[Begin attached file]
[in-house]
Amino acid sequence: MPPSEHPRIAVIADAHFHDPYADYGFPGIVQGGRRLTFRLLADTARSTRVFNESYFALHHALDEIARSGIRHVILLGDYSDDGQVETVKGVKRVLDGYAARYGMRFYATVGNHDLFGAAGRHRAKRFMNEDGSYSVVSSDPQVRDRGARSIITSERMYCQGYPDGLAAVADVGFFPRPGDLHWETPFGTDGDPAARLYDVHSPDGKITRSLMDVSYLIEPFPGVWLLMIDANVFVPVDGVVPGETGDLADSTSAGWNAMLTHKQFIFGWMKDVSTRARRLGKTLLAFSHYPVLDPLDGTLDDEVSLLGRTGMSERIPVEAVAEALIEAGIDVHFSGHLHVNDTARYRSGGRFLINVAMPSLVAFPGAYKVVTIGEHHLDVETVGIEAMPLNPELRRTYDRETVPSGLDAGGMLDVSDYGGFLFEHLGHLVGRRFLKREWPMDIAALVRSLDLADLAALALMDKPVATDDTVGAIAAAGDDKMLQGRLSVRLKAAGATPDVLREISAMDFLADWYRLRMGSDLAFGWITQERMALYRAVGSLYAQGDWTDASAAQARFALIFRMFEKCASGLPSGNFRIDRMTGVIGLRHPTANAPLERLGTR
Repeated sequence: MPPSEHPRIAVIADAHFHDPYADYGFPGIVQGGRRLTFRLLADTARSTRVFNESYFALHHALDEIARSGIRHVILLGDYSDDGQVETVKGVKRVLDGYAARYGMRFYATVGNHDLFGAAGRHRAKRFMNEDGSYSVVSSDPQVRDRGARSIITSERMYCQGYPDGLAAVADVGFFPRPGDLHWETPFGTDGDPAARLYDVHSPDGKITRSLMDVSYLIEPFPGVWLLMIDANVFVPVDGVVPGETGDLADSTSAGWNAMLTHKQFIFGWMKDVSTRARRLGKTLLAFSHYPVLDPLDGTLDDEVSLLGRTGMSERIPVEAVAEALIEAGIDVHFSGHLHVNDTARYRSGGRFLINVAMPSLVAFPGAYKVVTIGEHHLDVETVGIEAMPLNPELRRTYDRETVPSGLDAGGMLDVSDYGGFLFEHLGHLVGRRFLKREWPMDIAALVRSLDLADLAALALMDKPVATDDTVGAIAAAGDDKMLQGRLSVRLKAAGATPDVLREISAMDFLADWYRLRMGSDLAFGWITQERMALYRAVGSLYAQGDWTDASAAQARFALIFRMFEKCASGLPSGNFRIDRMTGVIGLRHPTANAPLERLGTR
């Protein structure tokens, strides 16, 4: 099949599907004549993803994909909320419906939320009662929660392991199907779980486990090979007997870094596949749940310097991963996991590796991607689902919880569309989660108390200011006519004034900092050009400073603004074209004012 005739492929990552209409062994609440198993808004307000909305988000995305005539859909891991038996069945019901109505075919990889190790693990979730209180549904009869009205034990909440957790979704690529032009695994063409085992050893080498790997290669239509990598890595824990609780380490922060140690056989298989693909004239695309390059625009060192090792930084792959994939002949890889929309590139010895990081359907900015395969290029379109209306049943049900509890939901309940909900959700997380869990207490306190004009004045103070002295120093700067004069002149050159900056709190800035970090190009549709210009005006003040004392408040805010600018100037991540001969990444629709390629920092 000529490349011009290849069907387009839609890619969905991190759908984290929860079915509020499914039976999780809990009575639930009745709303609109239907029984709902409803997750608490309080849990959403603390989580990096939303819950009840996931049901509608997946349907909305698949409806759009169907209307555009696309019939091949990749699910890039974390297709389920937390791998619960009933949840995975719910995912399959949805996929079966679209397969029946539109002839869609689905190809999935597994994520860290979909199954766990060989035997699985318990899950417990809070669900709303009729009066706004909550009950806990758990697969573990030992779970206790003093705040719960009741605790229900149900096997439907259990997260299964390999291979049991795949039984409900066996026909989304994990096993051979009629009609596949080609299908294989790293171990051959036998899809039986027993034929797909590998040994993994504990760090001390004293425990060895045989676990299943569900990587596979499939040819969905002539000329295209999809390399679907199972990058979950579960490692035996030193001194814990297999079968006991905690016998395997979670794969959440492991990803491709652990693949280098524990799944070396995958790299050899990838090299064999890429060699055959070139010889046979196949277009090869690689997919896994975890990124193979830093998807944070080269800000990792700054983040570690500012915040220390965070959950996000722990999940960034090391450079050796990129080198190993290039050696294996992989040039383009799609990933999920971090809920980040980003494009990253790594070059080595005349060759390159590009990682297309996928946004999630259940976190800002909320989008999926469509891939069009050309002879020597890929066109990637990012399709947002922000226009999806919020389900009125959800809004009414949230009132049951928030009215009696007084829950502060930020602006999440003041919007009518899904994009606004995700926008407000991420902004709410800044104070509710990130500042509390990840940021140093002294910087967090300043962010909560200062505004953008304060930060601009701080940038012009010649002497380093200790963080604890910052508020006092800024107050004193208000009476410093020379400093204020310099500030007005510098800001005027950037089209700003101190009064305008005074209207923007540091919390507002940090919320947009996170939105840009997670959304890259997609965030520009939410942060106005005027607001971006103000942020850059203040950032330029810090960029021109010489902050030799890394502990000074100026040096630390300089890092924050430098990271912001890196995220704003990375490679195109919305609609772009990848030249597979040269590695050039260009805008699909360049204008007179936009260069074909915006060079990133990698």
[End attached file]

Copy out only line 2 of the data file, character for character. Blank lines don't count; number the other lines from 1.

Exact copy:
Amino acid sequence: MPPSEHPRIAVIADAHFHDPYADYGFPGIVQGGRRLTFRLLADTARSTRVFNESYFALHHALDEIARSGIRHVILLGDYSDDGQVETVKGVKRVLDGYAARYGMRFYATVGNHDLFGAAGRHRAKRFMNEDGSYSVVSSDPQVRDRGARSIITSERMYCQGYPDGLAAVADVGFFPRPGDLHWETPFGTDGDPAARLYDVHSPDGKITRSLMDVSYLIEPFPGVWLLMIDANVFVPVDGVVPGETGDLADSTSAGWNAMLTHKQFIFGWMKDVSTRARRLGKTLLAFSHYPVLDPLDGTLDDEVSLLGRTGMSERIPVEAVAEALIEAGIDVHFSGHLHVNDTARYRSGGRFLINVAMPSLVAFPGAYKVVTIGEHHLDVETVGIEAMPLNPELRRTYDRETVPSGLDAGGMLDVSDYGGFLFEHLGHLVGRRFLKREWPMDIAALVRSLDLADLAALALMDKPVATDDTVGAIAAAGDDKMLQGRLSVRLKAAGATPDVLREISAMDFLADWYRLRMGSDLAFGWITQERMALYRAVGSLYAQGDWTDASAAQARFALIFRMFEKCASGLPSGNFRIDRMTGVIGLRHPTANAPLERLGTR